Turning 100

This blog post marks my 100th post *cue sounds of celebration*

After hacking my way through the overgrown jungle that is a writer’s first step, it is time to look back at where I have come from and where I intend to go from here.

The Journey

My journey began in October 2009 when I decided to focus on creative writing.  I began writing micro-fiction of six sentences as a way of “getting my feet wet.”

2010 was a year of practice, putting words out there, not planning out where I wanted to go with my writing or trying to get ahead of myself.

I came across Fiction Friday writing prompts at the site Write Anything.  Its premise is simple:

  • Spend at least 5 minutes composing something original based on the theme or challenge (and keep writing…)
  • But, remember, no editing. This is to inspire creativity not stifle it.
  • On Friday, simply post what you wrote to your own blog.

For me, this was the impetus to get writing and not to be afraid of doing it.  It forced me to write each week, to move beyond the initial fear of what people would think of my work.

I have received such amazing benefits from the experience.  I became involved in a strong, positive community that was encouraging and supportive providing feedback through comments. A few people deserve thanks: Icy, whose encouragement kept me writing, Annie and Jodi (co founder of eMergent Publishing) whose support cannot be underestimated.

It has led to involvement in Choose Your Online Adventures (a collaborative writing project) and and my debut publication in Literary Mix Tapes: Nothing But Flowers.

Later in 2010, I took another step forward by becoming involved in the #fridayflash community on twitter (courtesy of J.M. Strother @jmstro).  This is a broad and diverse community that if you spend some time, will encourage and support.

Through #fictionfriday and #fridayflash I have made some good friends and continue to do so.

Lastly in 2010, I began a web serial using characters and plots from a Fiction Friday prompt.  This has made me think about actually writing a novel.  When the serial is finished I am going to take it down and reshape it as a Young Adult novel.

Which reminds me, I had better go finish it. My characters are waiting to see what happens next.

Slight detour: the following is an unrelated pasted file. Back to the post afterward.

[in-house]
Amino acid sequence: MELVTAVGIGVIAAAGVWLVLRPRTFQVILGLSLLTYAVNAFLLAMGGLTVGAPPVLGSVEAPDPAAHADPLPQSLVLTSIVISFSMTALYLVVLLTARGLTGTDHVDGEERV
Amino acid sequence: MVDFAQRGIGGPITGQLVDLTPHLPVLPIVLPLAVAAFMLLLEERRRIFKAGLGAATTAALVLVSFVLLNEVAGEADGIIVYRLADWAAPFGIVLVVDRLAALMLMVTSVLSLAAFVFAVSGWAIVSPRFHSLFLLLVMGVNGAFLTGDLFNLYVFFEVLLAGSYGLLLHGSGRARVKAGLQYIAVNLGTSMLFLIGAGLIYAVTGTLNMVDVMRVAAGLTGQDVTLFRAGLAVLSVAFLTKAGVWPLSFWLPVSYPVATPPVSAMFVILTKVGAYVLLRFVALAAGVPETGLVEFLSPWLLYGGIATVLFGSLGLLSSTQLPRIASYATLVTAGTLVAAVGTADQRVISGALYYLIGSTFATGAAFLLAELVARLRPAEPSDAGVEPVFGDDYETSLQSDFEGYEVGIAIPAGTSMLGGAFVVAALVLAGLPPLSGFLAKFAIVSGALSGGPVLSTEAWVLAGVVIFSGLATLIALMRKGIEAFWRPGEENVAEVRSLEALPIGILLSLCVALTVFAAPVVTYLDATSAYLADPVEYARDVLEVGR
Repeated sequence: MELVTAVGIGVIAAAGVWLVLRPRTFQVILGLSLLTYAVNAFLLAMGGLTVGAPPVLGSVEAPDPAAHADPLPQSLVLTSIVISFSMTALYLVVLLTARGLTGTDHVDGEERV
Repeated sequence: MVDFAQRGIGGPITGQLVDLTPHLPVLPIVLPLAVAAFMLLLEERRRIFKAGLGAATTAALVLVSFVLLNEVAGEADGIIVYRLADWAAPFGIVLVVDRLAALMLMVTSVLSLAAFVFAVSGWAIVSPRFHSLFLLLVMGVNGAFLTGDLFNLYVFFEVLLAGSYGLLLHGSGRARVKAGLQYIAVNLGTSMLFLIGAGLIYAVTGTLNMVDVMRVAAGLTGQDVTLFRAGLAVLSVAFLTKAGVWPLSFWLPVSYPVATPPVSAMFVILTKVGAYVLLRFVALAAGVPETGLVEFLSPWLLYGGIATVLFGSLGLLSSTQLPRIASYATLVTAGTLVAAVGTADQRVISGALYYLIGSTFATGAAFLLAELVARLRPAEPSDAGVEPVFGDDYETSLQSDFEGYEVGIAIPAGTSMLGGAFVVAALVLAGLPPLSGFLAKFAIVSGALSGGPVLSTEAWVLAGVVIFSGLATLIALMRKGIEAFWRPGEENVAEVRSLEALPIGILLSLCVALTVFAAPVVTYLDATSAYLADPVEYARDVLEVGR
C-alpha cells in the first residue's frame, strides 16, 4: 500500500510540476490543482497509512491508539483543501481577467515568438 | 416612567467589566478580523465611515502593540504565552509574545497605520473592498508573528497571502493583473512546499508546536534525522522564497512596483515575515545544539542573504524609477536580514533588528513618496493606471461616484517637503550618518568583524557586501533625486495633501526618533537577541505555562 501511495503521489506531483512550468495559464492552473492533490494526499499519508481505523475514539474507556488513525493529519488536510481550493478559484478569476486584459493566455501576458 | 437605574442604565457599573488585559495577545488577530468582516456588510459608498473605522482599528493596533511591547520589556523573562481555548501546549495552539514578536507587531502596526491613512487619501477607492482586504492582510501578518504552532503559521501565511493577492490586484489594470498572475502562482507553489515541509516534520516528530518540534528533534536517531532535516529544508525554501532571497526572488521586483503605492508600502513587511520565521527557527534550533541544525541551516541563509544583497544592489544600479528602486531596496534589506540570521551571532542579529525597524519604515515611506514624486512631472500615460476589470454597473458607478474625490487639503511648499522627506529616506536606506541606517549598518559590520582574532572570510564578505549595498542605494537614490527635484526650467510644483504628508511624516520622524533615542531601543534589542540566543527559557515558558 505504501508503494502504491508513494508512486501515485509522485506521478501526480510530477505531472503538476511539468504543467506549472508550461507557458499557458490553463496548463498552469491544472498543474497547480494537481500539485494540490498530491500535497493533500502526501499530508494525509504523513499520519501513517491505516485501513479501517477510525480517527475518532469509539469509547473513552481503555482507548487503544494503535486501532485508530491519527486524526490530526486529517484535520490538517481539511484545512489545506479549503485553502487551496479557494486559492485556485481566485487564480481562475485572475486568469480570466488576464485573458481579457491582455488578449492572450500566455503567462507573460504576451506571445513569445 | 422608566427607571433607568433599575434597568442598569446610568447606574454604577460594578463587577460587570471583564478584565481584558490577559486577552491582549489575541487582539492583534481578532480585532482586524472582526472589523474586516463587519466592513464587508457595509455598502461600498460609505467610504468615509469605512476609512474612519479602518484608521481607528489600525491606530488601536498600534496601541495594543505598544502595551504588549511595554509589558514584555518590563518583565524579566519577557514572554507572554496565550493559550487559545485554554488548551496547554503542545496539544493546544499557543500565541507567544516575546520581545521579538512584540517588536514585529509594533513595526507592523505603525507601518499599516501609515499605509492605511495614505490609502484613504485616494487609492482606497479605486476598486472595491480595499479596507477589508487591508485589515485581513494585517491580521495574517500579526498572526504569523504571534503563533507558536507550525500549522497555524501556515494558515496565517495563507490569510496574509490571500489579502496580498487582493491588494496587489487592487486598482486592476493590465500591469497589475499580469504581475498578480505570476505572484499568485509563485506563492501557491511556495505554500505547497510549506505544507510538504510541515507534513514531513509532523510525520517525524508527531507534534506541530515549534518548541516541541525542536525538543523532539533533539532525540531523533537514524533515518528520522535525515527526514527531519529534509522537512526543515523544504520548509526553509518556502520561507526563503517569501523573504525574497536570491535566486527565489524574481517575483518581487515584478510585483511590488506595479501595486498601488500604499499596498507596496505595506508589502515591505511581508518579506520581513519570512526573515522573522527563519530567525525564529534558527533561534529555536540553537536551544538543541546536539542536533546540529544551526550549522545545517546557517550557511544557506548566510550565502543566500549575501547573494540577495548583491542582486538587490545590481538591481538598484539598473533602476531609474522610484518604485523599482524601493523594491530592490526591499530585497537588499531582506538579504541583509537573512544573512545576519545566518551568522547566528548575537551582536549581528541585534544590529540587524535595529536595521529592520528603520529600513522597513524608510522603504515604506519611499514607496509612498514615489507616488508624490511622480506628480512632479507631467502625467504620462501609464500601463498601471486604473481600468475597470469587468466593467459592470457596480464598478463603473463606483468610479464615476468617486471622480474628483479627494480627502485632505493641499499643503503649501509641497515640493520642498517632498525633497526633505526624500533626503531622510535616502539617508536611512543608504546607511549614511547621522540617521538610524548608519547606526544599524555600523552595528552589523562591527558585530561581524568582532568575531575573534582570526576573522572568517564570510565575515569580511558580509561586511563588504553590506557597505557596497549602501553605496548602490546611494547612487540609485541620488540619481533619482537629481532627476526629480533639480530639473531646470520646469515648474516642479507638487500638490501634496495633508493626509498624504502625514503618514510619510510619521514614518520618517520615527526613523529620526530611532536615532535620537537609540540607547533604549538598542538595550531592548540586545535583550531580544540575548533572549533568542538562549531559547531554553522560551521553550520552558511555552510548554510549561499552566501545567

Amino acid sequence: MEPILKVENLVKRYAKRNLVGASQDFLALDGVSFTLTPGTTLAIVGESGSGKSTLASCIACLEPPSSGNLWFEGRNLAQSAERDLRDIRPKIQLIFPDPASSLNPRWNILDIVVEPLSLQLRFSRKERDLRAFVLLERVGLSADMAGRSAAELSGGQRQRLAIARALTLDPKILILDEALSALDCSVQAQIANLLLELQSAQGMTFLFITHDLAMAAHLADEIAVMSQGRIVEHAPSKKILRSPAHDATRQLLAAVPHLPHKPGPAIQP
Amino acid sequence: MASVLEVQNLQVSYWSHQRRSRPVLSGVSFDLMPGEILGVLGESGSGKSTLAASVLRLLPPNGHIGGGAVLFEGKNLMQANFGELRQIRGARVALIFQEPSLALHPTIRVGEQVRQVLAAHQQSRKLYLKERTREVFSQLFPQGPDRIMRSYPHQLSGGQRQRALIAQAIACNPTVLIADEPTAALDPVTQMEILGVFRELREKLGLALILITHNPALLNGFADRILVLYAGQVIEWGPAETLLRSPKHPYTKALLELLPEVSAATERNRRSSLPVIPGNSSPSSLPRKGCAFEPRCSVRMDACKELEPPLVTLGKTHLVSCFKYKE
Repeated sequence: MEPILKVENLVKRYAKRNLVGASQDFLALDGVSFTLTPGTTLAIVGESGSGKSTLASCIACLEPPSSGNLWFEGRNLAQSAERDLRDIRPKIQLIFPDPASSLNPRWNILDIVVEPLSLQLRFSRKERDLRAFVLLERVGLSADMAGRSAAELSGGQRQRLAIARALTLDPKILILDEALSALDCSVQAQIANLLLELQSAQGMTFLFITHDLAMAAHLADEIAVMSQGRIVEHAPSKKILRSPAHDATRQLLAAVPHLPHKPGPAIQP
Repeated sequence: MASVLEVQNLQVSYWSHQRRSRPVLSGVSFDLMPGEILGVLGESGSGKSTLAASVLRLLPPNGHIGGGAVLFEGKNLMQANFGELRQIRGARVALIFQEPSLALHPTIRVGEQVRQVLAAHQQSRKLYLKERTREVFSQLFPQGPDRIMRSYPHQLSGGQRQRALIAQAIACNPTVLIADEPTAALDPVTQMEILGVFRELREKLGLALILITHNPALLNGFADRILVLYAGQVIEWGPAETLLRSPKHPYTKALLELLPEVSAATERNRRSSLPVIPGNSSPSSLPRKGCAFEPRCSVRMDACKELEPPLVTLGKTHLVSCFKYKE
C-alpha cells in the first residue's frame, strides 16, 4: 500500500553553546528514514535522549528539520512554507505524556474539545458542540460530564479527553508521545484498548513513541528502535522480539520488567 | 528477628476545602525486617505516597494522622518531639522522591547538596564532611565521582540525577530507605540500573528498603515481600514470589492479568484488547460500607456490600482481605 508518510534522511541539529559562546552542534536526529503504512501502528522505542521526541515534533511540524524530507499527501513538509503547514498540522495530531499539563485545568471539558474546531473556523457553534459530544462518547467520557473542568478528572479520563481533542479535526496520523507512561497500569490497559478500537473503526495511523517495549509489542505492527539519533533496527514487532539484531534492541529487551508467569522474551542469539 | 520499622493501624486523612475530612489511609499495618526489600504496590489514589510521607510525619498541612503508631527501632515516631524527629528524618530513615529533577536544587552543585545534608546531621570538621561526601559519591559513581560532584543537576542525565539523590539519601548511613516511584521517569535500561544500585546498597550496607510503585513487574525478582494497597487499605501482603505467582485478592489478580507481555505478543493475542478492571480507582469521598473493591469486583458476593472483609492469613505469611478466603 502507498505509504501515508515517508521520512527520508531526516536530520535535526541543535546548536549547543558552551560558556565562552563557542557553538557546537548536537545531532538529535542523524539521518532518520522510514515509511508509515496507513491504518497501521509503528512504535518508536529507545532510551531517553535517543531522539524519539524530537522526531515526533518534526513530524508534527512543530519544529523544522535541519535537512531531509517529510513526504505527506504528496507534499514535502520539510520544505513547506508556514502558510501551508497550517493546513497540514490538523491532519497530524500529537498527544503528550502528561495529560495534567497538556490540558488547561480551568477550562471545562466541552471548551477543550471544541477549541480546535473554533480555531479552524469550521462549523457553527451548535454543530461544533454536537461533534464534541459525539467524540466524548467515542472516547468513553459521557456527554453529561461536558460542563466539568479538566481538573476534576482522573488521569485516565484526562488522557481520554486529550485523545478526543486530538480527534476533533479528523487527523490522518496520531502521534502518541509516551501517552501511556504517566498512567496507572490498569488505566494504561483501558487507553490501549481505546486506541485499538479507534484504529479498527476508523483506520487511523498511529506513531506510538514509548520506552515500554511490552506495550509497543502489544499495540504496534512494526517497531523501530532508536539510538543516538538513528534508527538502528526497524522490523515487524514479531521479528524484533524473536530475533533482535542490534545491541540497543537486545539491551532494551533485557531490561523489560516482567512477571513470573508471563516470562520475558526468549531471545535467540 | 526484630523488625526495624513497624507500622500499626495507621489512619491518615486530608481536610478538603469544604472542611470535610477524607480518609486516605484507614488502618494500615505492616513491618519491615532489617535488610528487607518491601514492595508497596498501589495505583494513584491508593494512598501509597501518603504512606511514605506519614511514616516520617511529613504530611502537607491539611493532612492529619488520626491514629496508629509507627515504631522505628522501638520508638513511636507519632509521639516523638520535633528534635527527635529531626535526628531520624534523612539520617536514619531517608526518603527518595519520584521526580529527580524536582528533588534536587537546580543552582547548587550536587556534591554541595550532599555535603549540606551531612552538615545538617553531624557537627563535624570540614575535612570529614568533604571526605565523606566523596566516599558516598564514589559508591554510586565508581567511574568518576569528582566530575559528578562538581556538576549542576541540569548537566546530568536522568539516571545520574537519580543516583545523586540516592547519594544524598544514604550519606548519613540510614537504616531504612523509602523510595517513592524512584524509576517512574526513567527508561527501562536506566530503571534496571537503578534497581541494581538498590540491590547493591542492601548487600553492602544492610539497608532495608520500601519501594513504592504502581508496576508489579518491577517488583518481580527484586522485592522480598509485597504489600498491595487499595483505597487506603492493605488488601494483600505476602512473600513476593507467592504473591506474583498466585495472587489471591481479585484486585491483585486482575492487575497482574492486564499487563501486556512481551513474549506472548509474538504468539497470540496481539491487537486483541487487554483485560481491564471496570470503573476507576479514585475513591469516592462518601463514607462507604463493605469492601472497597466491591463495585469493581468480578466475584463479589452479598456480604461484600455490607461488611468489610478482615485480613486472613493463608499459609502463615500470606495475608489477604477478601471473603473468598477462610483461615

So what do I write?

This has been a question I have been filtering for the last 12 months.  I know what I don’t write.

I don’t write horror, paranormal, zombies, romance, sci-fi, fantasy, speculative fiction, westerns, historical fiction or “other.”  I have dabbled in sci-fi and is a genre I might return to one day.

I write suburban realism (a term coined by Icy) – which is what exactly? Looking through my writing of 2010, it has predominantly been stories focused on the minutiae and ennui of people.  I take an aspect of relationships or circumstances of a person’s life and explore it.  It can be tragic, comic, tragi-comic or comic-tragedy. In writing flash fiction, I focus on the microscopic view that is a parable of the macro.

I have been strongly influenced by the writing of Tim Winton and Markus Zusak whose novel, “The Book Thief” is one of my all time favourite reads. Both have strongly poetic writing of vivid imagery and the intricacies of relationships.

Where To From Here?

Short stories or novels?

Do I ever have to write a novel? Perhaps not. Does a poet have to write an epic poem? I would like to write a novel, but I don’t feel like the compulsion to do so. I want to know I can write a novel, so that is on the cards.

I like the scope and framework of flash fiction and short stories and intend to write an anthology.

I want to push myself further this year by making 2011 the Year of Editing.  This is a necessary tool to improve the quality of my writing as I will begin submitting pieces of flash fiction or short stories to anthologies, competitions and literary journals.

I am a writer. I fabricate existences and construct realities that have a remarkable resemblance to real life. I tell lies and you believe it.

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5 responses to “Turning 100

  1. Congratulations Adam on post #100. It has been a joy to stand on the sidelines and watch your writing not just grow, but flourish. I’ve seen the same jump in Ben Solah’s work also, from interesting to WOW!And another who has found [fiction] Friday a strong jump off point into an adventure in writing.

    It was an honour to publish your debut story (I really do have the best job on the planet and yes – I was only today talking AGAIN about ‘Headlines and Post-It Notes) and I hope some time in the future you can come to me with a bunch of amazing stories in hand for me to publish in a solo anthology of your work.

    Best of all – you’ve become a great friend with loads of appropriately timed humour and insight via FB, twitter and email.

    Thumbs up to the year of the edit and you know where I am, if you ever need help, encouragement or answers to questions.

  2. Congratulations on turning one hundred and well done for persevering with your work. It’s all to easy to let your work slip off with the pressures of real life. Looking forward to seeing your work develop in the future and seeing you go from success to success.

  3. So glad I could nudge/push/encourage/generally drag you along! I remember the first time I saw one of your flashes and saying “I like this guy”. So proud to have been there for the journey – and I’ll be there for a lot more!

  4. Congratulations! And thanks for sharing your evolution with us. I’m looking forward to your next project, whatever that ends up being.

  5. I’m pretty sure I’ve gotten e-mails about you wanting to write novels. Just keep working and pay attention to the ideas that have broad wings. Congratulations on one hundred posts, Adam.

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